The Edge of Risk Menu Search
New thinking on corporate risk and resilience in the global economy.

Quick Takes

Asia-Pacific Embraces AI, While Other Countries Remain Wary

Source: Pew Research Center

More than half of the 20 countries surveyed believe that artificial intelligence brings value to their society, compared to 33%, which believe the technology creates a negative impact. This survey, by Pew Research Center, finds that less than half of the countries surveyed saw this technology having a positive impact on society in terms of job automation.

Views of AI were especially positive in the Asia-Pacific region, with 72% of the public in Singapore and 69% in South Korea seeing it as a good thing for their countries. Not surprisingly so, as many countries in this region have dominated the field of AI. For example, South Korea has the highest robots-to-human workers ratio in the nation, followed by Singapore. Singapore has also expressed a goal of becoming the world’s first “smart nation.” 

The COVID-19 pandemic has accelerated the use of AI technologies. Half of global businesses have increased the speed of incorporating automating tasks in their workday, while many executives see this technology as a key lever for success in 2021.

Trust in Businesses Rose During COVID-19 Crisis

Source: Edelman Trust Barometer

Trust in businesses grew during the COVID-19 pandemic, and business remains one of the public’s most trusted institutions, according to the 2021 Edelman Trust Barometer. However, public trust declined in most industries — with technology, fashion, professional services and automotive seeing the most significant reversals. 

Since business is more trusted than the government and media, 86% of the public now expect CEOs to take the lead in addressing societal issues — such as the pandemic’s impact, job automation and local community challenges. 

COVID-19 has added to the public’s personal and societal fears, with many worried about the future of the workforce. For example, the majority of Trust Barometer respondents are alarmed by the rate at which companies could replace human talent with artificial intelligence.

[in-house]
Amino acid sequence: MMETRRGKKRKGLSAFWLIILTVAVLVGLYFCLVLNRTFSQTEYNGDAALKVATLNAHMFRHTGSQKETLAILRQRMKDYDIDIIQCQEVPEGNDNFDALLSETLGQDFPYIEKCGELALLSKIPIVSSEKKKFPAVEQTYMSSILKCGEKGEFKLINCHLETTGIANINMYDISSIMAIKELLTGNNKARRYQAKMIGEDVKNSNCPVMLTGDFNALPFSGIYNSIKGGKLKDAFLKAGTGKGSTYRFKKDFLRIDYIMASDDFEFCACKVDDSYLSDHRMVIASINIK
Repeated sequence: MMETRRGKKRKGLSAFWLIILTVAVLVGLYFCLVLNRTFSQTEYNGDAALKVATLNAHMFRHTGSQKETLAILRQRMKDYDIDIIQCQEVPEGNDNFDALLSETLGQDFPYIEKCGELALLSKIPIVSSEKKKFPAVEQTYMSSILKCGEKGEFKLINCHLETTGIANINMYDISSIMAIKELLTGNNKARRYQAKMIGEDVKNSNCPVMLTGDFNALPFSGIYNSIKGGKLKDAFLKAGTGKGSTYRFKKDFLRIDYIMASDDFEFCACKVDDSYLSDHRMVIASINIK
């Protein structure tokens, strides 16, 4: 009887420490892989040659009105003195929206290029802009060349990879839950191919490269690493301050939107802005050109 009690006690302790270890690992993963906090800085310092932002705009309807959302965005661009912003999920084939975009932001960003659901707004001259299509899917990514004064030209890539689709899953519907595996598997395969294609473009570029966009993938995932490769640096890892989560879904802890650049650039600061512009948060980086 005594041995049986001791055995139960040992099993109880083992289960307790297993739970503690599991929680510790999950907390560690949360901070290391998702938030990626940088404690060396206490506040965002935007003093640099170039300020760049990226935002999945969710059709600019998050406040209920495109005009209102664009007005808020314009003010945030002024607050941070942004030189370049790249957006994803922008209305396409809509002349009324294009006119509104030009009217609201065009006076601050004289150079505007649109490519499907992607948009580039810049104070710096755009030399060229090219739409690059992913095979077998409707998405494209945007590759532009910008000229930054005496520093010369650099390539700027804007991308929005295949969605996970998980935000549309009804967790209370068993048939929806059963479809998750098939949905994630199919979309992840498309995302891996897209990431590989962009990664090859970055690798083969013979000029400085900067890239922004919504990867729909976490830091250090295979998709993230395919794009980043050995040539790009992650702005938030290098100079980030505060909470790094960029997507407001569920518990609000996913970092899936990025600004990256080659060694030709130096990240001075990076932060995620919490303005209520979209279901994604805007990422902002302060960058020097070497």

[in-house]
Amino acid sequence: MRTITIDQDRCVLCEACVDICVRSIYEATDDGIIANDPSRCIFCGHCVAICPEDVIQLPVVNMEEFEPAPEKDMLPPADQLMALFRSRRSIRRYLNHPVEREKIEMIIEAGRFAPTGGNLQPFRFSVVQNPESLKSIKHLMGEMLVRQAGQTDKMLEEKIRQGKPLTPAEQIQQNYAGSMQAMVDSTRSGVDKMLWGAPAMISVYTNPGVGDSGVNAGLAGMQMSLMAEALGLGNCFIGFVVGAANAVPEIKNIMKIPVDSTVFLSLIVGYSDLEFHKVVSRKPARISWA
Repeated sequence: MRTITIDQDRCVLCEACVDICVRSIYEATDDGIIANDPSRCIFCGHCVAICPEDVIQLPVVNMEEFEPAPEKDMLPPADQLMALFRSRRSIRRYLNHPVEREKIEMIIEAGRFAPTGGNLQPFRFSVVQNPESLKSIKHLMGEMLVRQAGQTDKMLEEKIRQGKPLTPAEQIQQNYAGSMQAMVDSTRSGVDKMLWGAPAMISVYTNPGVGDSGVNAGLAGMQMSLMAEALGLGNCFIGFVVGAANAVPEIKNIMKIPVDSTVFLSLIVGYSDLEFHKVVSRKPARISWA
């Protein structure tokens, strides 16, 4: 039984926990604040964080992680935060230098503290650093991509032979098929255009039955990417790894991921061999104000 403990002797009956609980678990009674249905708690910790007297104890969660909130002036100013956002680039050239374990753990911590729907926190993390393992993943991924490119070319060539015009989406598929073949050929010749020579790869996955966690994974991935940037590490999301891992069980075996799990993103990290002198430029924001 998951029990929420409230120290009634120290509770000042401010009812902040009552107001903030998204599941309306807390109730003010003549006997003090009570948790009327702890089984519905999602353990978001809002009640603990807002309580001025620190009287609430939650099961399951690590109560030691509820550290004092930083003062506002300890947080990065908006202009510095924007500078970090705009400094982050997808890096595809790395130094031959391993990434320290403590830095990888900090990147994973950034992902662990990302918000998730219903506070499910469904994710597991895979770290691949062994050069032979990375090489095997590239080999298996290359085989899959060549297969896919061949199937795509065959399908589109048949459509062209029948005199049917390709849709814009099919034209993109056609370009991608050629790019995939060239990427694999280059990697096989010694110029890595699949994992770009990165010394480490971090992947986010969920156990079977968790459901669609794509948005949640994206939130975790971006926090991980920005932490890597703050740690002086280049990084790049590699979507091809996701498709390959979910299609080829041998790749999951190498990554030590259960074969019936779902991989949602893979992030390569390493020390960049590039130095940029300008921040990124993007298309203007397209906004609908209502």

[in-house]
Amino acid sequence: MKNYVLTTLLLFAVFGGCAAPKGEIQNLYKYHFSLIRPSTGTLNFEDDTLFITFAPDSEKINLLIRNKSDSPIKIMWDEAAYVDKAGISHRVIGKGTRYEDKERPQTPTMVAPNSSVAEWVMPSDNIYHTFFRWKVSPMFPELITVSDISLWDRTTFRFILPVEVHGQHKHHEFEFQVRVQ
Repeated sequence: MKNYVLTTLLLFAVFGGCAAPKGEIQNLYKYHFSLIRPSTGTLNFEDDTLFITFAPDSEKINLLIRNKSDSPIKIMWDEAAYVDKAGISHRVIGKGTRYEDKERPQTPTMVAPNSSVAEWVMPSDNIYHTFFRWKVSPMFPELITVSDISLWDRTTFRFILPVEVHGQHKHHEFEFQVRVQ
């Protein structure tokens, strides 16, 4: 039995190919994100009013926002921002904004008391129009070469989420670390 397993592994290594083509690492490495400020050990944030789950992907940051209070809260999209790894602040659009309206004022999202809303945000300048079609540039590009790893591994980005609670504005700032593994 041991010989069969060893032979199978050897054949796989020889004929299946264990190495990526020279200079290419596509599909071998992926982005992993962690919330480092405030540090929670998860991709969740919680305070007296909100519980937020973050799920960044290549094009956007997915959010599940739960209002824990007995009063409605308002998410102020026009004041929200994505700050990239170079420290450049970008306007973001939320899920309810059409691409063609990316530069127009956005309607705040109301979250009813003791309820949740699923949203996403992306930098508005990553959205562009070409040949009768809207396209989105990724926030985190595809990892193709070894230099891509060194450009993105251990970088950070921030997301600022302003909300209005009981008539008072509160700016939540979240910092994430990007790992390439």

ESG Issues Are Getting More Attention From Directors

Source: Global Network of Director Institutes (GNDI), 2020-2021

Over 60% of global business directors surveyed said that COVID-19 accelerated their focus on ESG, sustainability and stakeholder value issues. Out of 2,000 respondents, the majority agreed that risk-scenario planning and decision-making needs to involve outside experts, according to the latest GNDI survey.

This increased interest in ESG values correlated with other highly ranked trends throughout the survey. For instance, 63% of directors expect COVID-19 to increase the competition for talent. Past surveys showed how companies with better ESG performance are likely to have both better employee engagement and greater attractiveness to prospective talent. Over half of respondents also believe there will be a growing emphasis on corporate purpose and board diversity. 

Just 17% of directors surveyed were satisfied with their response and ability to provide oversight during the pandemic. Although directors can learn from their response, they can also work with their management teams to prepare for future workforce changes — social and economic. By doing this, companies will be more equipped to absorb the shocks from these risks.

China Receives the Most Foreign Investment in 2020

Source: United Nations Conference on Trade and Development (UNCTAD)

China surpassed the United States for the first time as the largest recipient of global foreign direct investment (FDI) in 2020. China attracted an estimated $163 billion, compared to $134 billion in the United States. Global FDI flows in 2020 were an estimated $859 billion compared to $1.5 trillion in 2019, according to UNCTAD. 

China’s success was led by a steady recovery in GDP growth and effective government programs that stabilized investment during the first lockdown. East Asia and South Asia reported growth as well because of early rebounds in Hong Kong and a growing digital economy throughout India. West Asia, however, did not experience similar trends, as the region’s economy was devastated by the drop in oil prices.

The COVID-19 pandemic suppressed all investment activity — M&A deals, greenfield investment and cross-border finance deals. Global FDI flow is expected to remain weak in 2021. Although GDP growth and trade are expected to resume growth, investors will proceed with caution. 

How Businesses Can Help With the Vaccine Rollout

Source: Oliver Wyman's Consumer Sentiment survey, December 2020.

Nearly 60% of survey respondents in the U.K. and U.S. said they would be more willing to visit businesses in person once all the staff are vaccinated. However, the latest Oliver Wyman Forum survey indicates that less than half of Americans are “very willing” to get vaccinated, while nearly 15% said they would never get the COVID-19 vaccine. In comparison, 70% of U.K. respondents are “very or somewhat willing” to get the vaccine.

Vaccine skepticism in the U.S. is likely related to the significant drop of public trust in the government since the start of COVID-19. Americans received unclear messages from the previous administration about the pandemic. But businesses can help address this skepticism, as people’s trust in business surpasses their trust in the government and nonprofits. 

Some companies are already assisting in the vaccine rollout, including Microsoft, Starbucks and Amazon. These large corporations can assist with data storage, appointment scheduling and the delivery of supplies, as well as offer space for vaccination centers. Eventually, this vaccination rollout can revive the economy, benefiting the business community.

BRINK’s daily newsletter offers new thinking on corporate risk and resilience. Subscribe